How to analyse for english lit gcse?

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ribbon123
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Whenever I analyse, for example Romeo and Juliet I always go into a lot of contextual details e.g. he did that because in those times bla blah and I don't know how to properly analyse qoutations and how to structure it out. I mean when you analyse do you only look at the language features or anything elsel? please help
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ribbon123
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Claresquestions
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Hi, has your teacher given you any kind of structure to follow? For my Macbeth coursework ewe we told to make a point that corresponds with the exam question, find a quote for an exam and then identify the literary techniques used? Are you writing a comparative essay? Sorry if this didn't help much


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science over you
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GCSE literature is very literal and basic.
I was always taught to set my paragraphs in "PEEL"; Point (basically topic sentence", Evidence (quotation), Evaluation (what is the author trying to convey, why did the author use that specific language or linguistic devices, what image is being conveyed, what effect does it create...), Link (link your topic sentence to social/historical context).
This way you will explore the idea, linguistics, language, contexts, interpretation. The intriguing aspect of literature is that "Your" interpretation is valid aslong as you use the quote in favour.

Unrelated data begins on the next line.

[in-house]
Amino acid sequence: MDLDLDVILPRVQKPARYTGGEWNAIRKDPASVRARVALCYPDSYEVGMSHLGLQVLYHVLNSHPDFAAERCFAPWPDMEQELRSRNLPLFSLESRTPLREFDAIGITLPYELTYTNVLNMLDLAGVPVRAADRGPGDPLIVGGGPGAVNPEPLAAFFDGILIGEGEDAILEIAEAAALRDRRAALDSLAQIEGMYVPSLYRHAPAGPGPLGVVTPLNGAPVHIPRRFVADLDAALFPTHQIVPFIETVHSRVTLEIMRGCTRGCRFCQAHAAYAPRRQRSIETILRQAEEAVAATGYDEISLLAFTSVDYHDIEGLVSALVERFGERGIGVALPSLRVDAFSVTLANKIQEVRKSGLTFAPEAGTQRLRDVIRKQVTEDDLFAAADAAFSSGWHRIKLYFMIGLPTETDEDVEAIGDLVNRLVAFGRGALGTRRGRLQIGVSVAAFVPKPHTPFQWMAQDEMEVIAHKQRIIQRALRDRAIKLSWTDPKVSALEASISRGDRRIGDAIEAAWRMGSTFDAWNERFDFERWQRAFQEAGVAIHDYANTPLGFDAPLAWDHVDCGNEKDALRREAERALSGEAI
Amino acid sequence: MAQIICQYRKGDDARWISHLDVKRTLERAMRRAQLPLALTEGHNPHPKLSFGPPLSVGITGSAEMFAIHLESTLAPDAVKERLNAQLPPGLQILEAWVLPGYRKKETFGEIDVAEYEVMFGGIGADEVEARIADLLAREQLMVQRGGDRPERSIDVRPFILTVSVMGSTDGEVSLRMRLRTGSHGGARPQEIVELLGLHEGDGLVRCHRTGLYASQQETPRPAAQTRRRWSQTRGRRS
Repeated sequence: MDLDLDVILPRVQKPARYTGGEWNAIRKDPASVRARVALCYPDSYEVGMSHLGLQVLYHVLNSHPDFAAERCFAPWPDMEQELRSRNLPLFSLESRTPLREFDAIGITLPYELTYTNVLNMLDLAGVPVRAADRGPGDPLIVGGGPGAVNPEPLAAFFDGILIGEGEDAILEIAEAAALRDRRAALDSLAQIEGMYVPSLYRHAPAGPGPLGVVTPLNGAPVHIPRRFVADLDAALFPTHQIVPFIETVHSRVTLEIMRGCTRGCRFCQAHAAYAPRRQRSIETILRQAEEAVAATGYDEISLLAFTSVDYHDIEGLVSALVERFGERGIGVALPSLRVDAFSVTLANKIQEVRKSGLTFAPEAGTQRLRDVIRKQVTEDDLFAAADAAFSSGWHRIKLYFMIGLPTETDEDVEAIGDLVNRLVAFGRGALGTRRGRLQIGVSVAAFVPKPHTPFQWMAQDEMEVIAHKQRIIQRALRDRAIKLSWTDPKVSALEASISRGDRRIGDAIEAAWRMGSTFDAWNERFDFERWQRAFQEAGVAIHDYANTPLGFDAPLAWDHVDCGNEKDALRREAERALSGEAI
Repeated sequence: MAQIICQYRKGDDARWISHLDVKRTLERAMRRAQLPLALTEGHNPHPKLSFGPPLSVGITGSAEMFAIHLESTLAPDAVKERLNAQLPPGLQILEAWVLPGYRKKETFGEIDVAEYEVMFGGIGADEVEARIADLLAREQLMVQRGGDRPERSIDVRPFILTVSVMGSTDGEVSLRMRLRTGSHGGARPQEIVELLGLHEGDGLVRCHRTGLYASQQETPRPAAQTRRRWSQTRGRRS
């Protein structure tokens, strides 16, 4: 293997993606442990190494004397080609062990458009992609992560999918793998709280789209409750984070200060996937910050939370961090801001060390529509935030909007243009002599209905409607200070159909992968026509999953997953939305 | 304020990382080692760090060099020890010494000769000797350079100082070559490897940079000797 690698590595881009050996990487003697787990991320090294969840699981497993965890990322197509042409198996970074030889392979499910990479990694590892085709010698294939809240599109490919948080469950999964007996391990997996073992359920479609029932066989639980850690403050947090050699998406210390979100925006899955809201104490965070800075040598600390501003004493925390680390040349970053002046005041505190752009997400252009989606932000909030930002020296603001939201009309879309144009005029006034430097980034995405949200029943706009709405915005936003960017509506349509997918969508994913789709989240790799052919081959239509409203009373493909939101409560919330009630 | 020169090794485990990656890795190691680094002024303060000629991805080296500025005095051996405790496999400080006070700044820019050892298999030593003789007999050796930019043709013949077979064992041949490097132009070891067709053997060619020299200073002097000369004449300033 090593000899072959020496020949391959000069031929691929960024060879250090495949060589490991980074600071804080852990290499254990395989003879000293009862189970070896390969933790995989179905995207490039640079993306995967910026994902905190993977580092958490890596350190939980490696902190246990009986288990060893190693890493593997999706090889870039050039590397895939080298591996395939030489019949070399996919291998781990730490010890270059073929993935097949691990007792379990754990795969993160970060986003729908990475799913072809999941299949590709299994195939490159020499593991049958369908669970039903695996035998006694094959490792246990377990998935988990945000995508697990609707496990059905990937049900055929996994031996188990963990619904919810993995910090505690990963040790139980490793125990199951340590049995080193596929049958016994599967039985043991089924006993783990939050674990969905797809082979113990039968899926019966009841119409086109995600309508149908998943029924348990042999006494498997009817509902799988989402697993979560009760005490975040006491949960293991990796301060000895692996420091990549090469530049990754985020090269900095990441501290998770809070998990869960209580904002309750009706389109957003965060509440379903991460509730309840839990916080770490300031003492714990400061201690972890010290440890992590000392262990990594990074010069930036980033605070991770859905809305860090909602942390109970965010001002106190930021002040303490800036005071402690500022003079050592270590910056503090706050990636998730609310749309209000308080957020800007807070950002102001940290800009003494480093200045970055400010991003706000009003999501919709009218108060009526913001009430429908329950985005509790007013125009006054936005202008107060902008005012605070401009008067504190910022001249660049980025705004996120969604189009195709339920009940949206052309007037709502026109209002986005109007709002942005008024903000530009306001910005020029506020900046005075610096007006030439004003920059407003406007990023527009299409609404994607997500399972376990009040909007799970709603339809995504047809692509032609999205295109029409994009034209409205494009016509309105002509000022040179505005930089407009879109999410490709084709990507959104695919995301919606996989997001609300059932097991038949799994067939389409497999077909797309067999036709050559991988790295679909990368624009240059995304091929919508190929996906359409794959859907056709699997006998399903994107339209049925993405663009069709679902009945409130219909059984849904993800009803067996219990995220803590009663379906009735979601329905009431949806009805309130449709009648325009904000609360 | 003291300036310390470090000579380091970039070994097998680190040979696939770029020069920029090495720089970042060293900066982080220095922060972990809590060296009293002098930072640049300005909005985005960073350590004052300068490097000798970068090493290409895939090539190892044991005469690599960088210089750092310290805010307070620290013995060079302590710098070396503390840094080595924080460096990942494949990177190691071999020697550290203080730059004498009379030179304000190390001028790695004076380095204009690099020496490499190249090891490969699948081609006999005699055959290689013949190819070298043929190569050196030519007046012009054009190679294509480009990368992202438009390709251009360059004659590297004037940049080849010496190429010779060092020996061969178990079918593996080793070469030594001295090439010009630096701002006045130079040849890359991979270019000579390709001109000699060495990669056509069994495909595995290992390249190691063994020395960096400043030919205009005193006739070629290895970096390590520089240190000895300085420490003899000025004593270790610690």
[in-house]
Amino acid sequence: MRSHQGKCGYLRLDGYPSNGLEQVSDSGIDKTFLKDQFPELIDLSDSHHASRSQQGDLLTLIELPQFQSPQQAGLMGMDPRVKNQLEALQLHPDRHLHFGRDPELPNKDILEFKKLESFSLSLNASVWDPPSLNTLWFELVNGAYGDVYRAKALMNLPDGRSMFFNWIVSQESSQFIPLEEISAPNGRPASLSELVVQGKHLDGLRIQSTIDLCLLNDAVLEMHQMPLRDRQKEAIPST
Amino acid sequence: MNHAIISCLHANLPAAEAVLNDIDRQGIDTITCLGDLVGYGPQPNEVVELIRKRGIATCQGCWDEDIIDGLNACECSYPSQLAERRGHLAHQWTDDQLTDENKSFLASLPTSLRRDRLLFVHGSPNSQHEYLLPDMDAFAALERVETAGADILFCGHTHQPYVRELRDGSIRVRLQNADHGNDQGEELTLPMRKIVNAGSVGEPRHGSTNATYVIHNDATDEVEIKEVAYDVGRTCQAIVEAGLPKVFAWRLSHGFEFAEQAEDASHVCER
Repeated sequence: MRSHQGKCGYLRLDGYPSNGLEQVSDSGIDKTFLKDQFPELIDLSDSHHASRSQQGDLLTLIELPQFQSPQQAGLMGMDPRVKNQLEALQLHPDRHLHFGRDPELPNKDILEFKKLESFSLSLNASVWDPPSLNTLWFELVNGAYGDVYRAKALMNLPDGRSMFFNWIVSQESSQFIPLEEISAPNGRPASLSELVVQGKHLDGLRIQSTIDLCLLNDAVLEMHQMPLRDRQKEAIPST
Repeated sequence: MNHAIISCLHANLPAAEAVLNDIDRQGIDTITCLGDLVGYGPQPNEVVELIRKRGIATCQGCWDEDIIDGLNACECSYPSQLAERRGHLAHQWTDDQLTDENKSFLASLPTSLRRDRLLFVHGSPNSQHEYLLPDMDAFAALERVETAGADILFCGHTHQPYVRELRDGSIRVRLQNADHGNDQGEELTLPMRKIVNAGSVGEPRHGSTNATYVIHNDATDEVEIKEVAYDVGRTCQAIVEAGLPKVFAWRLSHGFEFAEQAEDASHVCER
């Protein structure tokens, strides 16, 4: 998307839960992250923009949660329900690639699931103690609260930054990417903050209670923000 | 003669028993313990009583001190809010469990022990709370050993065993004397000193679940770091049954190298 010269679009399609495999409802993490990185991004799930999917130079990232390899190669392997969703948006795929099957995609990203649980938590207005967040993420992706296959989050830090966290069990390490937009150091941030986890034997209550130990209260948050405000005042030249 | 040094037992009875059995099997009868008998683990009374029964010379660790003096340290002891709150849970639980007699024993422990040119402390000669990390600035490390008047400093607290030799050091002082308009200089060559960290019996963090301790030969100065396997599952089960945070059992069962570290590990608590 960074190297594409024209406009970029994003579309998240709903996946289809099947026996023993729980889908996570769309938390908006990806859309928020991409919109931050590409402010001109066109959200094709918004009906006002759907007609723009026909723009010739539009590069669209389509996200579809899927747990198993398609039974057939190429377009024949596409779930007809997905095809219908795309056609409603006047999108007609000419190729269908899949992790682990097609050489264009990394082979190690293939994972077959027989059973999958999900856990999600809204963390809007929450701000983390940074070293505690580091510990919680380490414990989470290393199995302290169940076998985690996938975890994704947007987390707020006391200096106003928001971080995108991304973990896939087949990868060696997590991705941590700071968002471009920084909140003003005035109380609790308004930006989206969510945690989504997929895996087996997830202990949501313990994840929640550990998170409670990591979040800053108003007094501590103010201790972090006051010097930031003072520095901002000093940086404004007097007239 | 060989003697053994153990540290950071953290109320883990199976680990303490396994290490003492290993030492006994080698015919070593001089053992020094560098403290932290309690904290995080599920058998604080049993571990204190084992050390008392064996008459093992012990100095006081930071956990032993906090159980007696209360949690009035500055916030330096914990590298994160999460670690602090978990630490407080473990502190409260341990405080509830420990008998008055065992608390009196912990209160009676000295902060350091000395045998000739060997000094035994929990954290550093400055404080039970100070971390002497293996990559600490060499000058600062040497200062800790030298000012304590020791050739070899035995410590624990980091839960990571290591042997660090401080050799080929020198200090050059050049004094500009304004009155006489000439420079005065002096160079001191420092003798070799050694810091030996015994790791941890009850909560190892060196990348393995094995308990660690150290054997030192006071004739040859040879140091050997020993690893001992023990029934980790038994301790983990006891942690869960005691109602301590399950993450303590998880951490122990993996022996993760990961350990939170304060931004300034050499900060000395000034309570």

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Carnationlilyrose
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(Original post by ribbon123)
Whenever I analyse, for example Romeo and Juliet I always go into a lot of contextual details e.g. he did that because in those times bla blah and I don't know how to properly analyse qoutations and how to structure it out. I mean when you analyse do you only look at the language features or anything elsel? please help
Don't tell the story. Use PEEL: Point Evidence Explanation Link. Here's a quick example of the way these things should go:

Point: Before Romeo meets Juliet, he is depressed and life seems dark to him.
Evidence: Quote the bit about making himself an artificial night. (Haven't got my copy on me, sorry.)
Explanation: The absence of light in his life is exaggerated and it is implied that he might be wallowing in self pity and deliberately shutting himself away from other people, which is rather immature teenage behaviour and emphasises that his love for Rosaline is only infatuation or puppy love. However, when he meets Juliet and falls in love truly for the first time, he describes her window as 'the East' and states that 'Juliet is the sun', making it clear that this is the dawn of a new era in his life, one in which he feels bathed in the light of his love for Juliet.
Link: In this way, Shakespeare marks the progress of Romeo and Juliet's relationship. As the play goes on and their love meets greater and greater obstacles, the imagery of light and darkness points out to us that the love is doomed, with increasingly frequent references to darkness and fewer and fewer images of light. (Go on with another point from here and repeat the PEEL formula.)

Hope this give you an idea of what the basic structure or building block of a literature essay looks like. Keep adding things like this together and sticking them together with phrases like 'On the other hand' or 'In a similar way' or 'In conclusion'.
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happysmile
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Why don't you borrow a revision guide from the library?
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